After centuries of neglect there is renewed interest in the life and works of Lucius Annaeus Seneca (or Seneca the Younger, c 4 BCE-65 CE). At one time an advisor at court to Nero, Seneca and his political career came to ruin when he was implicated in a later plot to kill the capricious and matricidal emperor, and compelled to commit suicide. Discredited through collusion, or at least association, with a notorious and tyrannical regime, Seneca's ideas were for a time also considered derivative of Greek stoicism and thus inferior to the real thing. In this first in-depth introduction to be published for many years, Christopher Star shows what a remarkable statesman, dramatist and philosopher his subject actually was. Seneca's original contributions to political philosophy and the philosophy of the emotions were considerable. He was a favourite authority of Tertullian, who saw Seneca as proto-believer and early humanist. And he is a key figure in the history of ideas and the Renaissance, as well as in literature and drama. This new survey does full justice to his significance.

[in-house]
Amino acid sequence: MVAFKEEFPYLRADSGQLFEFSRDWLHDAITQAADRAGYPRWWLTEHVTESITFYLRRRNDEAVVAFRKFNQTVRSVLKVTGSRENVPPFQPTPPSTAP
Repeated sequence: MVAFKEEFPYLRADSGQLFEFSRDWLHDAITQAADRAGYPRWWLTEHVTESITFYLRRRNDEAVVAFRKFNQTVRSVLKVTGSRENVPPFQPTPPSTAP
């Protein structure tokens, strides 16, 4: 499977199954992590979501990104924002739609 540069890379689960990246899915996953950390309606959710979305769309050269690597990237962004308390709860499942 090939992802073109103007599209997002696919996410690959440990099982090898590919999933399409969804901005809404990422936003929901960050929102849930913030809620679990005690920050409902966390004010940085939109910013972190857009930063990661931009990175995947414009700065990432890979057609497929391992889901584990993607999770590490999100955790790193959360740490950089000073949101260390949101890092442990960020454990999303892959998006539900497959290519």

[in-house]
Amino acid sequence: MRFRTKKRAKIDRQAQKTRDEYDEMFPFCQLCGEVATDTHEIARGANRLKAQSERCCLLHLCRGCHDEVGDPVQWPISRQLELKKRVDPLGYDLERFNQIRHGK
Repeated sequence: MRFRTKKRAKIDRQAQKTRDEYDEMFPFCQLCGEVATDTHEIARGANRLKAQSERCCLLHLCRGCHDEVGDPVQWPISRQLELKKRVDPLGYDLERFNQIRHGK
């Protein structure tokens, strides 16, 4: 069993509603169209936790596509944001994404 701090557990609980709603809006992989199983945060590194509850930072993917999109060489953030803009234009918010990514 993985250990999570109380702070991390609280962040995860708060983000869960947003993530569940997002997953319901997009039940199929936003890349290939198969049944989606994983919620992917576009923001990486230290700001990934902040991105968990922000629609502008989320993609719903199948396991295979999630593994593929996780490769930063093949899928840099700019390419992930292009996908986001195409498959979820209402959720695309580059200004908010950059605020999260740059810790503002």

About the Author
Christopher Star is Associate Professor of Classics at Middlebury College, Vermont. He is the author of The Empire of the Self: Self-Command and Political Speech in Seneca and Petronius (2012).
Table of Contents
I Seneca's Philosophy 25
II Seneca's Tragedies 67
III Reception 117
Select Translations, Commentaries and Collections of Essays 177